Trading With China During The Trump Era

We can’t deny that China is a force to reckon with. Their economy has grown roughly tenfold of what it once was, so President Trump should be careful with how the U.S. conducts trade relations with Asia’s giant and also the country’s largest trading partner.

Many U.S. manufacturers and companies rely greatly on the Chinese economy for parts and labor of goods and services. When you go to the mall or do your grocery shopping, look at food labels and check where it was made. You’d likely see that it is made from China. Let us also not forget that they have the second largest economy in the world and that we willingly allowed them to dominate the U.S. markets for years now.

Trade theorist Paul Krugman once wrote: “The economist’s case for free trade is essentially a unilateral case — that is, it says that a country serves its own interests by pursuing free trade regardless of what other countries may do.”

If empirical studies can lead top mainstream economists to question this once-universal belief, then the profession really is shifting from theory to evidence. With this in mind, I contacted Autor to ask him how his research on China has altered his own thinking about the costs and benefits of trade.

He told me he had been astonished by his own findings. Autor, like most top economists, was once an orthodox thinker on the trade issue. He had expected US workers would adjust well to the shock of Chinese imports, finding other jobs for similar wages after a short period of dislocation.

That was largely what happened in the 1980s and 1990s in response to Japanese and European competition.

Instead, he and his co-authors found that trade with China in the 2000s left huge swathes of the US workforce permanently without good jobs — or, in many cases, jobs at all.

This sort of concentrated economic devastation sounds as though it would hurt not just people’s wallets, but the country’s social fabric.


Fast-forward to the last quarter of 2016 and President Trump won the U.S. presidency against Hillary Clinton. His unorthodox ways now challenge how the U.S. does trade with other countries, most especially with that of China and almost everyone is clueless as to what will happen next.

Prior to the 2016 U.S. Election, commentators generally thought that a Trump presidency would be a double-edged sword for the Chinese leadership: on one hand, his brand of crass populism might do severe damage to American soft power, harming traditional American alliances both across the globe and specifically in the Asia-Pacific, and thereby strengthening China’s geopolitical position.  On the other, he might challenge China over trade and international investment, potentially creating serious problems for an already unsteady Chinese economy.  Moreover, his unpredictable and volatile personality might lead to unwanted escalation in the South China Sea, or, even worse, over Taiwan.  Official Chinese media outlets were careful not to take sides prior to the election, but in private, officials seemed wary of the instability that Trump could bring.  Incendiary rhetoric issued by Trump and his senior advisors during the post-election transition heightened tensions and frayed nerves, leading to an enormous amount of hand-wringing in Chinese policy circles.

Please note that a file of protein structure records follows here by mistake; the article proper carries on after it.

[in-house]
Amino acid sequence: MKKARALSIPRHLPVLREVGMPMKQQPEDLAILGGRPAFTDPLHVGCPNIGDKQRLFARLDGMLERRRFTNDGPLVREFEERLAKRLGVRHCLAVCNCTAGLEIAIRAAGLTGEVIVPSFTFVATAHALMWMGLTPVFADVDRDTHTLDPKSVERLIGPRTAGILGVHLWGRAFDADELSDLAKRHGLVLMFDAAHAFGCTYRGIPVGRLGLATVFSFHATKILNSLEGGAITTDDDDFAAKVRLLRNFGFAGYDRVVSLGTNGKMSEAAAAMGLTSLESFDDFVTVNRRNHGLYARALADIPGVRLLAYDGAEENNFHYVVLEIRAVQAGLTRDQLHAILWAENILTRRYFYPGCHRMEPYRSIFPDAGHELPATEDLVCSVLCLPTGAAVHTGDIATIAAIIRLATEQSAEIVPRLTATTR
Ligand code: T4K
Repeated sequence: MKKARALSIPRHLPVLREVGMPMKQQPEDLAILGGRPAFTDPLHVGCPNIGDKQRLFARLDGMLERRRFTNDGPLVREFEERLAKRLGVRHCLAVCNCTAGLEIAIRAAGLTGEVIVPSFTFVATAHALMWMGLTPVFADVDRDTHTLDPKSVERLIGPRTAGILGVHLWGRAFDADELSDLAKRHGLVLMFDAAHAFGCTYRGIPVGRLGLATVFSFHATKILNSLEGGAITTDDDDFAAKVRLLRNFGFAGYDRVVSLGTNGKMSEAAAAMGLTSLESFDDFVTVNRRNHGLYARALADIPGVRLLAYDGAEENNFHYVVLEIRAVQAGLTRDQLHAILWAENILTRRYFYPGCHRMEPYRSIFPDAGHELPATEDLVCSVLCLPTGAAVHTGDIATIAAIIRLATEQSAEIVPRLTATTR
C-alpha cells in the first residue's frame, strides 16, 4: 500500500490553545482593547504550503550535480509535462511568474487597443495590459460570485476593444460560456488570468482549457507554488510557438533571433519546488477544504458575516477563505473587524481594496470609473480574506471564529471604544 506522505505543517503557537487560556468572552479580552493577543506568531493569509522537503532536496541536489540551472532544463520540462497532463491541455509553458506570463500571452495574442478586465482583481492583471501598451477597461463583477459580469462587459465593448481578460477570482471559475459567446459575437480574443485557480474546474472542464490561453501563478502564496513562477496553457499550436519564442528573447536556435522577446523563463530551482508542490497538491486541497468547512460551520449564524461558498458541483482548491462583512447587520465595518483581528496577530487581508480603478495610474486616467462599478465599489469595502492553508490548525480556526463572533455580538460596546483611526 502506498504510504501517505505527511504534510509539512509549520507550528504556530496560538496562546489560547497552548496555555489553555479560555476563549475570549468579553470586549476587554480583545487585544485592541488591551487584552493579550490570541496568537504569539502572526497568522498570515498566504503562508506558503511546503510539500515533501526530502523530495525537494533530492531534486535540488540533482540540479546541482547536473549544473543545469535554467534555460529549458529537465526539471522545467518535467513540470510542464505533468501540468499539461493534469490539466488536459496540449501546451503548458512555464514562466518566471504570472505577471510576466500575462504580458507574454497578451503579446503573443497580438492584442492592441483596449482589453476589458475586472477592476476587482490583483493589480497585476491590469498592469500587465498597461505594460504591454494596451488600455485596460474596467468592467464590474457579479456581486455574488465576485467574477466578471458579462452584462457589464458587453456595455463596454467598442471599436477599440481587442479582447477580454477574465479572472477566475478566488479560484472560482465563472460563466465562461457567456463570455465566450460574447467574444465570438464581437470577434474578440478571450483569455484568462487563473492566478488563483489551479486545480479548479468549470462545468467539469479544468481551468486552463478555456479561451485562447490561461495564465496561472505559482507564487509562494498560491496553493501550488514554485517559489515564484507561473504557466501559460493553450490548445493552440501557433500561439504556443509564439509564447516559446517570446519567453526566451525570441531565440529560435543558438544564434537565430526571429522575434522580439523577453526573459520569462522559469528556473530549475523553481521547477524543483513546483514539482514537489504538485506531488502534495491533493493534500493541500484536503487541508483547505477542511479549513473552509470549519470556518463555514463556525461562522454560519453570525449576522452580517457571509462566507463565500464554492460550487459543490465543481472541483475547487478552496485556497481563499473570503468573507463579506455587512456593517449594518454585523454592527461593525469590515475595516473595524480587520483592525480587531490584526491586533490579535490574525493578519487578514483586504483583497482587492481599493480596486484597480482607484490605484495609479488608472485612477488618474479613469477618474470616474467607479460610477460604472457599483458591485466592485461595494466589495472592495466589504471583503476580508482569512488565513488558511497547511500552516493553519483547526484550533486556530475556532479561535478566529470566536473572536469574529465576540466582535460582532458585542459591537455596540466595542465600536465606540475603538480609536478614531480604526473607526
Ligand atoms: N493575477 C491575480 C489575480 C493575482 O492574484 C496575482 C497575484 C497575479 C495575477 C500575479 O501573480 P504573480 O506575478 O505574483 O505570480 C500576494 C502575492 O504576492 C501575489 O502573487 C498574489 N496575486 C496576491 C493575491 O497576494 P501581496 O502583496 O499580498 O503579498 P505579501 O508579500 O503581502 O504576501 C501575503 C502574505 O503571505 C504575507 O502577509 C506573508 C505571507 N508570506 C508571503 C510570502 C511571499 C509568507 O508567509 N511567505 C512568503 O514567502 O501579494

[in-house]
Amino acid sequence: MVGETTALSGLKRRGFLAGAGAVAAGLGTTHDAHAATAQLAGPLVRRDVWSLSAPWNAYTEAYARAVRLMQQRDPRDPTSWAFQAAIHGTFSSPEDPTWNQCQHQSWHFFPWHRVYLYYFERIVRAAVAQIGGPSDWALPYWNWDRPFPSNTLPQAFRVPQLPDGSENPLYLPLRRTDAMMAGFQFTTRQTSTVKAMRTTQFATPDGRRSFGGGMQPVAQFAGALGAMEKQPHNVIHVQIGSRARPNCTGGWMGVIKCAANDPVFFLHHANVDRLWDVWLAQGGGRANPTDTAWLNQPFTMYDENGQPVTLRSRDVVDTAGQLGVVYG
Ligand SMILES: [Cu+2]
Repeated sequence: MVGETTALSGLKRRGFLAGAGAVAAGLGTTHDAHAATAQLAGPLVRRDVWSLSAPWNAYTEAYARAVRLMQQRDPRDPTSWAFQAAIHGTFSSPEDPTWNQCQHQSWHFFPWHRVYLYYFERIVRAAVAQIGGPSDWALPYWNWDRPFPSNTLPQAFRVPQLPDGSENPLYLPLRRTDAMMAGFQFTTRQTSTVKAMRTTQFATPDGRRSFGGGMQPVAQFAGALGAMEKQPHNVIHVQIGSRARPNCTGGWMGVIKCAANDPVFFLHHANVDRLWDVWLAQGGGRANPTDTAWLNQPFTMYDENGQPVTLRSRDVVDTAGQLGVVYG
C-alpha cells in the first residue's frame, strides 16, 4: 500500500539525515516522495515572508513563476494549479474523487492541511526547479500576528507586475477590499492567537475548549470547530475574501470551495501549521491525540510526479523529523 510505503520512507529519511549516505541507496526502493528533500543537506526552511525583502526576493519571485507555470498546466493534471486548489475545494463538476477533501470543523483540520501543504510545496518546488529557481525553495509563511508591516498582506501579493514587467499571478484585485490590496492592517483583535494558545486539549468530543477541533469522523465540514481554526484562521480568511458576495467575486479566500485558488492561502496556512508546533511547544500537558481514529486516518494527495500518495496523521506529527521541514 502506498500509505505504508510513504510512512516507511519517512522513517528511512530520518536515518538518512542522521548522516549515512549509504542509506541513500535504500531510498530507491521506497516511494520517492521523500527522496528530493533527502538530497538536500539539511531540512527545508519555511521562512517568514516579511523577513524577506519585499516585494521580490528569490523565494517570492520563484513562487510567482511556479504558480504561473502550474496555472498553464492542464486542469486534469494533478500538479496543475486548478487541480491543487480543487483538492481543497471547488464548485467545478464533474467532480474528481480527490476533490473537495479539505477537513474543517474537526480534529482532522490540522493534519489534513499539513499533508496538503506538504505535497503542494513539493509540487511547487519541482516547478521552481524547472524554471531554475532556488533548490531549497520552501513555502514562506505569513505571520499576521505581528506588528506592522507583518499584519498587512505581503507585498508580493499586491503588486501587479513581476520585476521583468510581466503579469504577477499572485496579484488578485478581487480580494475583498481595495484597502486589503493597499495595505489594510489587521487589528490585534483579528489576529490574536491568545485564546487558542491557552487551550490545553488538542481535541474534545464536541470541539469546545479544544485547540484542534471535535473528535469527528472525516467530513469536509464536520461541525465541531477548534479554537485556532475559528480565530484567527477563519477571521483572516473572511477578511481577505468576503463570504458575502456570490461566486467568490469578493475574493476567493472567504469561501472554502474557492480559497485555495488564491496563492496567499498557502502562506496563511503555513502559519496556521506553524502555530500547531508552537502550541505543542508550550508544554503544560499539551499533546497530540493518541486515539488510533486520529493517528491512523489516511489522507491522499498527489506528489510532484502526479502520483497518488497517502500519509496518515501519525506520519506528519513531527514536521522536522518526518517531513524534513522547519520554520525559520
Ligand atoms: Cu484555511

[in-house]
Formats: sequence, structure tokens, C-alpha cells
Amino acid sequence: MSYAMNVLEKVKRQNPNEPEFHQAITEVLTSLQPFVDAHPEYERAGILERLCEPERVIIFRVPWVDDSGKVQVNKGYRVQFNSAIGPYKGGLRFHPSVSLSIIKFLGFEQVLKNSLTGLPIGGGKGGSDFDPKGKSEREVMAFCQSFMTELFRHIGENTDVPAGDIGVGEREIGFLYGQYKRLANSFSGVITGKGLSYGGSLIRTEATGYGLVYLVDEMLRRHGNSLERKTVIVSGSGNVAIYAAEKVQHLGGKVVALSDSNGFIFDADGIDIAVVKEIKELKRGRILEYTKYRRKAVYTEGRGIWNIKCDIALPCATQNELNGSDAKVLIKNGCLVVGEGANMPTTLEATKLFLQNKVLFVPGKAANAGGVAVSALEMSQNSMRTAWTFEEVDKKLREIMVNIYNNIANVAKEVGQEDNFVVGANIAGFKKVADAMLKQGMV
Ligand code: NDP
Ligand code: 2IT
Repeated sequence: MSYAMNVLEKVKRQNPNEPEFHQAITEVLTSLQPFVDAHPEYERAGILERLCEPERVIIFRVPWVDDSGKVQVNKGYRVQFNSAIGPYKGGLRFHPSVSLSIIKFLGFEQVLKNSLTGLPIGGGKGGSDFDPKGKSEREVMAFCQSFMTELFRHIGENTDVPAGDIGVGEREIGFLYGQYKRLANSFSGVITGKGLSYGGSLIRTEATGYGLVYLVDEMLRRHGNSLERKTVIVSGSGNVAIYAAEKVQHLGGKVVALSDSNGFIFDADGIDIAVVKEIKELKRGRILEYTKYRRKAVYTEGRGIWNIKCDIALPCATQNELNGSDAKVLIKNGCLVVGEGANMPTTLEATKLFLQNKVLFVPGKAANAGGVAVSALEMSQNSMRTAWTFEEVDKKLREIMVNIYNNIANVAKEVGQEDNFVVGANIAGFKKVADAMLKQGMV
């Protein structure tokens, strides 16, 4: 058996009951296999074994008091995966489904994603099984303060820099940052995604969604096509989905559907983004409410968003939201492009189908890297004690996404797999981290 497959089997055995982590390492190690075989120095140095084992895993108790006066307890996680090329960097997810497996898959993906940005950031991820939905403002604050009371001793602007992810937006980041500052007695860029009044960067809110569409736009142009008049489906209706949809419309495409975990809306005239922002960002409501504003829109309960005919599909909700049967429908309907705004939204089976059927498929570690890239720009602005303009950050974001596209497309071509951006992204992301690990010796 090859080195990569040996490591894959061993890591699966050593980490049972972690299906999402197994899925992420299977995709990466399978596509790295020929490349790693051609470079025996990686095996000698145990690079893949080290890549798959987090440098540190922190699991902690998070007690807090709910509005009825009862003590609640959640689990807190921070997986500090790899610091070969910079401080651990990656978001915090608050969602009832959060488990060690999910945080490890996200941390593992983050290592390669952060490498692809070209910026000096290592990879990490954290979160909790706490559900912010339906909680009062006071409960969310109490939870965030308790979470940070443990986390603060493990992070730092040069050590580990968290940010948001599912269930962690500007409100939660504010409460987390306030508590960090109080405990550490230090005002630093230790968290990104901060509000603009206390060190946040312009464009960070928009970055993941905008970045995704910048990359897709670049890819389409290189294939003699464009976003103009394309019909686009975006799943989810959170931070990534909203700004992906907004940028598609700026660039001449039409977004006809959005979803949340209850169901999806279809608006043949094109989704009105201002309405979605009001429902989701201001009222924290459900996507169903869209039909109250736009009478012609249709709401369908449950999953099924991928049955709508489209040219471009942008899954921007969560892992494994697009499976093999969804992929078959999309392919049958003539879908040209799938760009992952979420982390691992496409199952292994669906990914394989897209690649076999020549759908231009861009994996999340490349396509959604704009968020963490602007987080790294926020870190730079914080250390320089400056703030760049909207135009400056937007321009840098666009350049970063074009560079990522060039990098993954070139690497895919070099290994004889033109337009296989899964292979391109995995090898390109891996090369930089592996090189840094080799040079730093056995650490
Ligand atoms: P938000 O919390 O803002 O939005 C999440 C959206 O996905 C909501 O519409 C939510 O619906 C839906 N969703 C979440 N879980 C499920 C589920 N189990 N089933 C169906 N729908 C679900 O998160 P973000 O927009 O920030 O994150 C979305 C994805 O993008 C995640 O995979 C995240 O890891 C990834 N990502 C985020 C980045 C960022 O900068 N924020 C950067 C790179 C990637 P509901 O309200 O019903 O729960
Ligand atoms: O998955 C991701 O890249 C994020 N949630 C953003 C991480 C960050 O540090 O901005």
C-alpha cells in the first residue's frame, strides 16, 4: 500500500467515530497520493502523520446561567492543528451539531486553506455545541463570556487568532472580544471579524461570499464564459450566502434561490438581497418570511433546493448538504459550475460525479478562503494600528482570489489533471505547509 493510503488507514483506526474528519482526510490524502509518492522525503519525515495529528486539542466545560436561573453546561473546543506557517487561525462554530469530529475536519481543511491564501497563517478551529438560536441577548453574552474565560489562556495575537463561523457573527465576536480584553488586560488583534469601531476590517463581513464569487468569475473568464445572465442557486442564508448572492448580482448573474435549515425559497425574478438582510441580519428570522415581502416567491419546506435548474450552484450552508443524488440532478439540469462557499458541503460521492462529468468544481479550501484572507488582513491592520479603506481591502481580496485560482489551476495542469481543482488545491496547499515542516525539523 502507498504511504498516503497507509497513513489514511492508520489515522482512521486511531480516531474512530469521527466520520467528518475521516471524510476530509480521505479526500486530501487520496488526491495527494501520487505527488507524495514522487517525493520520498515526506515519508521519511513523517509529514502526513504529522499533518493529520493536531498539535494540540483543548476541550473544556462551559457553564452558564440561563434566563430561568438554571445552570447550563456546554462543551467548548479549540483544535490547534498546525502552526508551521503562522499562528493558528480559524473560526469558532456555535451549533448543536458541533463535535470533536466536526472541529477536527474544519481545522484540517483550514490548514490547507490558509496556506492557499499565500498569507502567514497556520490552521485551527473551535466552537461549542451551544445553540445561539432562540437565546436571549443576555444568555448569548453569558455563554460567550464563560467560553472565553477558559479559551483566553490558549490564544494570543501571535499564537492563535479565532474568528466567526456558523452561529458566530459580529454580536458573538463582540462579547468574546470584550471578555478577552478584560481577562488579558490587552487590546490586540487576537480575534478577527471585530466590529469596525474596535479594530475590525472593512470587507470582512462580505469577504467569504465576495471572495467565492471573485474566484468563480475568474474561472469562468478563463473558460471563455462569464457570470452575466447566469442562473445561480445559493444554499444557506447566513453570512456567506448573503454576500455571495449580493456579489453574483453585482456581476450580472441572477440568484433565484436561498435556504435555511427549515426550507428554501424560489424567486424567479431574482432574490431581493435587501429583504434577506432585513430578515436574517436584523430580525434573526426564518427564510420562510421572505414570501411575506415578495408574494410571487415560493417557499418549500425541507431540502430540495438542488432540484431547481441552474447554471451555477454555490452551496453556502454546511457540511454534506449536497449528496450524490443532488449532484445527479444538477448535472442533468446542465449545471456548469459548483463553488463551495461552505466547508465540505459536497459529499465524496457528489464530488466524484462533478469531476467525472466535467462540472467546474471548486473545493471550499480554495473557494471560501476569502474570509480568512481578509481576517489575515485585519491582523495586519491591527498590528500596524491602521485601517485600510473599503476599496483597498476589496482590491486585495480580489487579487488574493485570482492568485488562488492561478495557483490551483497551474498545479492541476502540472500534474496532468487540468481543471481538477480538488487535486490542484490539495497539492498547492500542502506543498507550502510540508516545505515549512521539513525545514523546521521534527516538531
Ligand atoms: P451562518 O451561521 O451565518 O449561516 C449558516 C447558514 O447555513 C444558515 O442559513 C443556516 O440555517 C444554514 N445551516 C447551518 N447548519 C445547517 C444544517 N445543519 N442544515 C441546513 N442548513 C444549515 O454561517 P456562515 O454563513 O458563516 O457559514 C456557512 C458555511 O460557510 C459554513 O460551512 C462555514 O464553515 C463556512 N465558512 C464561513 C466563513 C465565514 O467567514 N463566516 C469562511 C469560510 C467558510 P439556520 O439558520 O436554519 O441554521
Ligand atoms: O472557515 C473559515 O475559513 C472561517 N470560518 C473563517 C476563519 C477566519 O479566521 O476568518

Even the Chinese government are gearing up for what the next four years of a Trump presidency would mean for them and the trade relations between both countries.

China‘s government has been seeking advice from its think-tanks and policy advisers on how to counter potential trade penalties from U.S. President Donald Trump, getting ready for the worst, even as they hope for business-like negotiations.

The policy advisers believe the Trump administration is most likely to impose higher tariffs on targeted sectors where China has a big surplus with the United States, such as steel and furniture, or on state-owned firms.

China could respond with actions such as finding alternative suppliers of agriculture products or machinery and manufactured goods, while cutting its exports of consumer staples such as mobile phones or laptops, they said.

Other options include imposing tax or other restrictions on big U.S. firms operating in China, or limiting their access to China‘s fast-growing services sector, they added.


With only a few months into his presidency, it is too early to tell how the U.S. and Chinese trade relations will fare over the years. For now, we’ll just wait and see what President Trump’s economic policies will be. He already signed several of them that are being reviewed in Congress and have also set off alarms to some U.S. trade partners but nothing is carved in stone just yet.


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